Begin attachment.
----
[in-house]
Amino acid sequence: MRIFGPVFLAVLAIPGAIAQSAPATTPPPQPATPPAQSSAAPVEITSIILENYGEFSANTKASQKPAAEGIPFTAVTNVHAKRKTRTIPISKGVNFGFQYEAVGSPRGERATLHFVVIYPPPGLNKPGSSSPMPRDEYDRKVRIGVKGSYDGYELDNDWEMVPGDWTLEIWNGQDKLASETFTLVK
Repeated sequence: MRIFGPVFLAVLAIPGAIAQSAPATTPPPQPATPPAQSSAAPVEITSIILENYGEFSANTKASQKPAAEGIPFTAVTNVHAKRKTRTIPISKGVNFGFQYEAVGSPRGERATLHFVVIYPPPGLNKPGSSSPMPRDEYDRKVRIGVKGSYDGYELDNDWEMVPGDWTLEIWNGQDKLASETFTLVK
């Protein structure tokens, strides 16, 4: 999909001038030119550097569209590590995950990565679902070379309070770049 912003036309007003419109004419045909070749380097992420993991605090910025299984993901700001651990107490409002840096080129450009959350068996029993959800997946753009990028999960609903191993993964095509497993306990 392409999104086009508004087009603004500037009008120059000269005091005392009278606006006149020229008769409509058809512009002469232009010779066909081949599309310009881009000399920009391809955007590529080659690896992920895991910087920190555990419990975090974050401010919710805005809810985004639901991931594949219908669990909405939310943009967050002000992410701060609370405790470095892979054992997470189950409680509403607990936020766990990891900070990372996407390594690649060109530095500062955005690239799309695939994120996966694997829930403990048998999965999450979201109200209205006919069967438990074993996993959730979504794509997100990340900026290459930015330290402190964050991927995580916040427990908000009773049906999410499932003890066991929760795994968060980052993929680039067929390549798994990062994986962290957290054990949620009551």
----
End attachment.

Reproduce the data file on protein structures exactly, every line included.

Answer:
[in-house]
Amino acid sequence: MRIFGPVFLAVLAIPGAIAQSAPATTPPPQPATPPAQSSAAPVEITSIILENYGEFSANTKASQKPAAEGIPFTAVTNVHAKRKTRTIPISKGVNFGFQYEAVGSPRGERATLHFVVIYPPPGLNKPGSSSPMPRDEYDRKVRIGVKGSYDGYELDNDWEMVPGDWTLEIWNGQDKLASETFTLVK
Repeated sequence: MRIFGPVFLAVLAIPGAIAQSAPATTPPPQPATPPAQSSAAPVEITSIILENYGEFSANTKASQKPAAEGIPFTAVTNVHAKRKTRTIPISKGVNFGFQYEAVGSPRGERATLHFVVIYPPPGLNKPGSSSPMPRDEYDRKVRIGVKGSYDGYELDNDWEMVPGDWTLEIWNGQDKLASETFTLVK
């Protein structure tokens, strides 16, 4: 999909001038030119550097569209590590995950990565679902070379309070770049 912003036309007003419109004419045909070749380097992420993991605090910025299984993901700001651990107490409002840096080129450009959350068996029993959800997946753009990028999960609903191993993964095509497993306990 392409999104086009508004087009603004500037009008120059000269005091005392009278606006006149020229008769409509058809512009002469232009010779066909081949599309310009881009000399920009391809955007590529080659690896992920895991910087920190555990419990975090974050401010919710805005809810985004639901991931594949219908669990909405939310943009967050002000992410701060609370405790470095892979054992997470189950409680509403607990936020766990990891900070990372996407390594690649060109530095500062955005690239799309695939994120996966694997829930403990048998999965999450979201109200209205006919069967438990074993996993959730979504794509997100990340900026290459930015330290402190964050991927995580916040427990908000009773049906999410499932003890066991929760795994968060980052993929680039067929390549798994990062994986962290957290054990949620009551």